TV Upfront

Forget Network Promises: Social Media Has Already Made Its Upfront Verdicts

'Cult' Looms Large in Social Media, 'Family Tools' Does Not

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The broadcast TV networks spent upfront week telling ad buyers just how social their shows will be. Now viewers have used social media to render their own early verdicts.

"Cult," a creepy-looking drama on The CW, ranked first on a Social Index from Networked Insights, a social-media analytics company that advises brands and agencies on media planning. The index considers post volume and sentiment as well as other factors in chatter across Facebook, Twitter, forums and blogs.

"Cult" follows an investigative journalist trying to find his paranoid brother, who went missing after becoming afraid that a hit TV show was out to get him.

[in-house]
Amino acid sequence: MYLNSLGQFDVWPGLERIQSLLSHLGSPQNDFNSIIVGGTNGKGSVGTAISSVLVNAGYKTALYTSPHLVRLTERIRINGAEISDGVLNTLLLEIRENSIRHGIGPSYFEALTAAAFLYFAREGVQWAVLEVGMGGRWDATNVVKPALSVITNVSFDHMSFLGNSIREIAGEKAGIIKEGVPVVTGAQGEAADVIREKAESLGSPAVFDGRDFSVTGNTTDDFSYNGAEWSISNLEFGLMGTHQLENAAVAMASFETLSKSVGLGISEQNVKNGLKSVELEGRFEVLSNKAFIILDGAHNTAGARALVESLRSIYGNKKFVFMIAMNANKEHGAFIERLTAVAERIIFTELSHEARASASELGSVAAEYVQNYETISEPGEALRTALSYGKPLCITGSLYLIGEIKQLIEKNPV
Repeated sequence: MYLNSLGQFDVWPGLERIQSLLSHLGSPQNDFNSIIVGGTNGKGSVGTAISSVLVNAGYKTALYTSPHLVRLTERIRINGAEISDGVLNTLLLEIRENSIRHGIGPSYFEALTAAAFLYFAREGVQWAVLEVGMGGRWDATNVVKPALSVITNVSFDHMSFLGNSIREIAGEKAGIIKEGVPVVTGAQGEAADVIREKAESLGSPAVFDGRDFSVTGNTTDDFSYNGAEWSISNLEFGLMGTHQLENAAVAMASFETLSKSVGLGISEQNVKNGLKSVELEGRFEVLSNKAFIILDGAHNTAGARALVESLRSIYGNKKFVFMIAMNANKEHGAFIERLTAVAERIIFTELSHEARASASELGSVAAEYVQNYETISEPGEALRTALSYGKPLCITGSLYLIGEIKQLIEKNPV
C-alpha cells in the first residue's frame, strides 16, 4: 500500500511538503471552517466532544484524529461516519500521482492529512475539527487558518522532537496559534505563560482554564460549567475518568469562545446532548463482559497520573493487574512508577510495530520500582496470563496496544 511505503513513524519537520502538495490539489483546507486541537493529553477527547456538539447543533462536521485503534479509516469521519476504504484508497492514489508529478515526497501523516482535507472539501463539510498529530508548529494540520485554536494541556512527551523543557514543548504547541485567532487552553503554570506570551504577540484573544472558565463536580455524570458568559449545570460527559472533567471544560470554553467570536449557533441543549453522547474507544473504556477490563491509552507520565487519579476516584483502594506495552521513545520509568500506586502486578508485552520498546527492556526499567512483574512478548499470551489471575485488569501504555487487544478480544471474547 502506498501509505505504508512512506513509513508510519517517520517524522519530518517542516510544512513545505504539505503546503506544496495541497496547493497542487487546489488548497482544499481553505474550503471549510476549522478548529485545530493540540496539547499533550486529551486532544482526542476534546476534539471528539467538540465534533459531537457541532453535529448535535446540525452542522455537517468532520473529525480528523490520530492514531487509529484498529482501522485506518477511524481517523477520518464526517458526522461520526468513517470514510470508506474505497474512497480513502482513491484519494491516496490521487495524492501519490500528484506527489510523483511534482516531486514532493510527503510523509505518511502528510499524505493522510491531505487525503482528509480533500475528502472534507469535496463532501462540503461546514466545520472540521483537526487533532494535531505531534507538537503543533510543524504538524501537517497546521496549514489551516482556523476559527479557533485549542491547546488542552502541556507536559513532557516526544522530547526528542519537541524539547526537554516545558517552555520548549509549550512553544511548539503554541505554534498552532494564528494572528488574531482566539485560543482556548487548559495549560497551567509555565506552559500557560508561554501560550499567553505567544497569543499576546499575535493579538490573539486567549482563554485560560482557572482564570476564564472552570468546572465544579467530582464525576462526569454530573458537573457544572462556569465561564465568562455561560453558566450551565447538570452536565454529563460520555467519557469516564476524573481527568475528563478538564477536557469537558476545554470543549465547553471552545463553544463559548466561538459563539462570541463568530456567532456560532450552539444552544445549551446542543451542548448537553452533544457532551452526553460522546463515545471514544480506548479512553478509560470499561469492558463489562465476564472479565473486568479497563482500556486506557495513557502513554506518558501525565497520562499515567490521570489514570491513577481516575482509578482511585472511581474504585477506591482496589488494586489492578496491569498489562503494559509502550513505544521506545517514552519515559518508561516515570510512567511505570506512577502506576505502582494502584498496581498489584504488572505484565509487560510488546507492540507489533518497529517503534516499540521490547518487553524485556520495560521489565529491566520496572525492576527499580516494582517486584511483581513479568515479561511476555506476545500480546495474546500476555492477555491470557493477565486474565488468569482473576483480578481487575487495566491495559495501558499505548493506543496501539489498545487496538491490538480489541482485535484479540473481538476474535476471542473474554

However much social traction it gets, "Cult" may have a tough time achieving big traditional TV ratings because it appears on one of the smaller networks and will arrive in mid-season instead of the fall, when attention is higher.

"The Mindy Project" on Fox, "The Carrie Diaries" on The CW, "The Following" on Fox and "Revolution" on NBC round out the top five new series on Networked Insights' Social Index.

On a network-by -network basis, buyers interested in shows' social potential should consider "666 Park Avenue" on ABC, "Vegas" on CBS, "Cult" on CW, "The Mindy Project" on Fox and "Revolution" on NBC, Networked Insights said.

Each network also has an early social underperformer to avoid, however, according to Networked Insights. It's "Ben & Kate" for Fox, "The Family Tools" for ABC, "Infamous" for NBC, "Emily Owens, M.D." for The CW, and even the very social-sounding "Friend Me" for CBS.

Sentiment in social media was worst for "The Family Tools," which centers on an underachieving son who takes over his father's handyman business. (We panned it too.)

ABC is the top broadcast network for new dramas, according to Networked Insights' social index, partly because its lineup ranges from "666 Park Avenue" to "Nashville," presenting a variety that should appeal to different kinds of viewers.

NBC is tops for new comedies, although most of broadcast networks' new comedies aren't resonating very strongly, Networked Insights said.

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